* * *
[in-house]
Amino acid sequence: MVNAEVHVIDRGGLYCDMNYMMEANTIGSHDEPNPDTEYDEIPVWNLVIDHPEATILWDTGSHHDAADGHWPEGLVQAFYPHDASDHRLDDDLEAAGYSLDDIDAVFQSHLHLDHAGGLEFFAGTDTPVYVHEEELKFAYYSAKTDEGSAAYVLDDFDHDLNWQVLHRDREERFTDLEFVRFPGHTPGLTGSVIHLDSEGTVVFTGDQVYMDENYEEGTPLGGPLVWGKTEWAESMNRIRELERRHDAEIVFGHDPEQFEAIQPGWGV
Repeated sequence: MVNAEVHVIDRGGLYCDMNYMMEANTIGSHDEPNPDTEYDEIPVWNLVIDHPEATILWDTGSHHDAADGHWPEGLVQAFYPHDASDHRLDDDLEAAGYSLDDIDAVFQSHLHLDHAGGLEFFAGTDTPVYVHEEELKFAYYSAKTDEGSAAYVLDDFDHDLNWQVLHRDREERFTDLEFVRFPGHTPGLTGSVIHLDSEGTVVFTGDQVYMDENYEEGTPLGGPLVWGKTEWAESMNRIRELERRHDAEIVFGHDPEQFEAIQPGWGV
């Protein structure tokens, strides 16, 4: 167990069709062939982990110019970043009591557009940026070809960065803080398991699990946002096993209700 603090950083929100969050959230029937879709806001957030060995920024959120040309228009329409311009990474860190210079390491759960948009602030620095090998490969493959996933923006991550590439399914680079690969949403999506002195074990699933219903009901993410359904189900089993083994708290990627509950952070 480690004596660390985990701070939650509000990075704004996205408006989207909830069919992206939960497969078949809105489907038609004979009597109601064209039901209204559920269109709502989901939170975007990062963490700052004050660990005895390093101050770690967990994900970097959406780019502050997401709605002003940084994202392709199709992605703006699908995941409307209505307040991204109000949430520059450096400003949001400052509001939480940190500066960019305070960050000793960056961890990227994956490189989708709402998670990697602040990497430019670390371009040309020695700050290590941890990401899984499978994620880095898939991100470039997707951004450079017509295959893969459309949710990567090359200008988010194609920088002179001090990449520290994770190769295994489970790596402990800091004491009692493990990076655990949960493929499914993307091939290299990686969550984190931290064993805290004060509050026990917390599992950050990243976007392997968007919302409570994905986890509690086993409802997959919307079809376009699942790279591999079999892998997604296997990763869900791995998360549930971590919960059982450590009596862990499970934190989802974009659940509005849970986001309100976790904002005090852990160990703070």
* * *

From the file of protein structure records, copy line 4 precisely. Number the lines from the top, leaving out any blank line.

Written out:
């Protein structure tokens, strides 16, 4: 167990069709062939982990110019970043009591557009940026070809960065803080398991699990946002096993209700 603090950083929100969050959230029937879709806001957030060995920024959120040309228009329409311009990474860190210079390491759960948009602030620095090998490969493959996933923006991550590439399914680079690969949403999506002195074990699933219903009901993410359904189900089993083994708290990627509950952070 480690004596660390985990701070939650509000990075704004996205408006989207909830069919992206939960497969078949809105489907038609004979009597109601064209039901209204559920269109709502989901939170975007990062963490700052004050660990005895390093101050770690967990994900970097959406780019502050997401709605002003940084994202392709199709992605703006699908995941409307209505307040991204109000949430520059450096400003949001400052509001939480940190500066960019305070960050000793960056961890990227994956490189989708709402998670990697602040990497430019670390371009040309020695700050290590941890990401899984499978994620880095898939991100470039997707951004450079017509295959893969459309949710990567090359200008988010194609920088002179001090990449520290994770190769295994489970790596402990800091004491009692493990990076655990949960493929499914993307091939290299990686969550984190931290064993805290004060509050026990917390599992950050990243976007392997968007919302409570994905986890509690086993409802997959919307079809376009699942790279591999079999892998997604296997990763869900791995998360549930971590919960059982450590009596862990499970934190989802974009659940509005849970986001309100976790904002005090852990160990703070």